Long day -- and if the weather permits two more long days, we'll be in New Orleans Wednesday night. (A quite different New Orleans experience than I'm accustomed to, of course.)
We're camped on the river's last island (at least before the river splits apart near its mouth): Bayou Goula Island, its called. Tight quarters, but it will only get tighter. The river is trimmed in by levees on both sides now, with almost no batture.
Thats a reminder that our geography is changing, one among a few, though they are subtle still. The big one are our new companions: ocean-going freighters, tall and wide and slicing through the water, now share the channel, since we are past Baton Rouge.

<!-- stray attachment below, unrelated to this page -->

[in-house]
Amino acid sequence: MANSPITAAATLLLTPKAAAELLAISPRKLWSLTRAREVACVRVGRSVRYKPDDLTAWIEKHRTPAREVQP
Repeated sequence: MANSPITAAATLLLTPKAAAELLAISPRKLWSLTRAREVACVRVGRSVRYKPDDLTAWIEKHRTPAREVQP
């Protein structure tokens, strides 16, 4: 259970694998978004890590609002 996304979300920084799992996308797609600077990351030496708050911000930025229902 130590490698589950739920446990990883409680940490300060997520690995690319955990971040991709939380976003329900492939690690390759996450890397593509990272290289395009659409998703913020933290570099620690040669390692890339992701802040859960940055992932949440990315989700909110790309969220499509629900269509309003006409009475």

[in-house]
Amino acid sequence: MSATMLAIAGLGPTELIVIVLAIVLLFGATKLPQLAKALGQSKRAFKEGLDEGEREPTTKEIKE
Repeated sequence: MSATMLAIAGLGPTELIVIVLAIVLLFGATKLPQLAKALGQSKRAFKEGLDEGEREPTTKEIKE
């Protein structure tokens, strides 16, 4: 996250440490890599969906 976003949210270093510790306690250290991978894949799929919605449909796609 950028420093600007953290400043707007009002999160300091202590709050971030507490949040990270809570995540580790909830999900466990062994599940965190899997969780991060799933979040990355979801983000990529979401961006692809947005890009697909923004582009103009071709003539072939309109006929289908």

Which reveals an obvious fact, though one I rarely consider: we are headed to an ocean. The water doesn't stop in 200 miles; it flows on into the Gulf Stream. It swirls around to the many countries named on the freighters' hulls -- Singapore, Panama, Malta. That fact makes the river seem both bigger and smaller at once.